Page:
My family and I are forever indebted to these researchers for taking the time to patiently explain to us their findings on IRF2BPL mutation and how it was affecting Leo’s brain. They were even kind enough to invite our family to visit their laboratories in Houston. They showed us fruit flies with reduced IRF2BPL activity and comparable decline in motor abilities - compelling and powerful evidence that a change in IRF2BPL is likely the cause of Leo’s symptoms. During that visit, we were also fortunate to meet Dr. Huda Zoghbi, the world-renowned neurobiologist and director of NRI, who infused us with optimism for Leo’s future. We feel lucky to have the support of such dedicated researchers who are working hard to find a treatment for this devastating condition.
For several years, my wife and I had been desperately searching for answers about Leo’s rapidly regressing condition. Every single day, we watched him able to do less than before, which made us feel helpless and guilty. We couldn’t do much to help him, other than to make sure he was not in pain or under stress. Thanks to the efforts of this amazing team of physicians and scientists, we finally have some understanding of what causes his symptoms and can now focus our efforts towards finding a cure.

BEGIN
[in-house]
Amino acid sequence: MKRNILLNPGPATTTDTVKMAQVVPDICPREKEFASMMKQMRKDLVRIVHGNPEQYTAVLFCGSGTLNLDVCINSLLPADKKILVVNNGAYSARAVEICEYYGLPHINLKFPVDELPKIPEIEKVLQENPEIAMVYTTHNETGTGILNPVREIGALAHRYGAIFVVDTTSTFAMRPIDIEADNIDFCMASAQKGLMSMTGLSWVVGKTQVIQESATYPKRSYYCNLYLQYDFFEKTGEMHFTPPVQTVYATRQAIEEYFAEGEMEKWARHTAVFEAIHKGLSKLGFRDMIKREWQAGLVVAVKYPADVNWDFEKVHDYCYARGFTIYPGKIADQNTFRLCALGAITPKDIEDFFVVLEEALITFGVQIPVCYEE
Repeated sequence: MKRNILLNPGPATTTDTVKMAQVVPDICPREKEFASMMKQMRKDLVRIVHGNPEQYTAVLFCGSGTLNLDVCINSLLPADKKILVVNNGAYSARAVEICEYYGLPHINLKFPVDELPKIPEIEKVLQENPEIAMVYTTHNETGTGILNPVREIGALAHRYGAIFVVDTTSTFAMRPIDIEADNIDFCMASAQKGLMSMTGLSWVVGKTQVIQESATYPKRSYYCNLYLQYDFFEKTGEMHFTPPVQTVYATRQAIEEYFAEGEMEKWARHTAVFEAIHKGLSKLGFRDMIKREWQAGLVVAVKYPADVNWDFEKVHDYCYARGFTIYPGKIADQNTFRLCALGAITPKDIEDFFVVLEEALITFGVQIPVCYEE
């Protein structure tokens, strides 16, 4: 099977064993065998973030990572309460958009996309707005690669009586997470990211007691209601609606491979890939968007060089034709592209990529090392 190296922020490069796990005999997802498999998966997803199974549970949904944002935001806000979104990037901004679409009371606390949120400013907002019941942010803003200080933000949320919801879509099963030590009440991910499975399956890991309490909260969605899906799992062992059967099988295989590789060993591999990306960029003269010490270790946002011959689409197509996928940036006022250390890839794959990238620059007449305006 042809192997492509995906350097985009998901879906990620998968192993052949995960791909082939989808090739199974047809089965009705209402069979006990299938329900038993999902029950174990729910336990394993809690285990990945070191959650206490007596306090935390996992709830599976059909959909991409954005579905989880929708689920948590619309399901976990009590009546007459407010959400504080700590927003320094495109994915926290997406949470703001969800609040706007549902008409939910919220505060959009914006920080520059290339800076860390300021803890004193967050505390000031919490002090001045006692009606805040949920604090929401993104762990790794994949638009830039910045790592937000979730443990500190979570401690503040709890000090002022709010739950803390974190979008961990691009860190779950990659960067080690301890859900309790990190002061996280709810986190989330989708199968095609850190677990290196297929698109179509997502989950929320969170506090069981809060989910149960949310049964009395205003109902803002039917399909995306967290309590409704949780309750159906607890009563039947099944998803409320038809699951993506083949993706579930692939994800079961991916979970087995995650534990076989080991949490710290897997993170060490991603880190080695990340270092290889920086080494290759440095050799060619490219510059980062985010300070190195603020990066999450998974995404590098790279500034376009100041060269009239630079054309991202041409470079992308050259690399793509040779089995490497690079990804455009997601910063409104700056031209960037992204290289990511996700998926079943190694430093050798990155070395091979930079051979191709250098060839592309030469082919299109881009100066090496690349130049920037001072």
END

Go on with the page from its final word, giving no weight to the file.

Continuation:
We are at the cusp of yet another long journey to find treatment for Leo and other children like him who have IRF2BPL variants. The huge difference this time around is that we’re not alone in this odyssey. We feel blessed to have the support of other families and talented teams of physicians and scientists who are as passionate as we are to find a treatment for this disorder. We, and a few other affected families, have formed a support group to raise funds for research.
For many years, I have chronicled Leo’s diagnostic odyssey on my personal website, “His Beautiful Smiles. After meeting with NRI researchers, I realized how valuable these records are for the researchers to solve a medical mystery. Now I am creating an online registry of IRF2BPL patients with the hope of helping researchers find a treatment sooner.
If Leo can run, talk and play with his friends, as he used to, it would truly be a miracle, a dream come true for our family! Finding a cure for this condition is our ultimate goal but we know this is a rather difficult undertaking that could take several years to accomplish. At this point, any improvement in Leo’s symptoms or halt in his regression will be a blessing for us.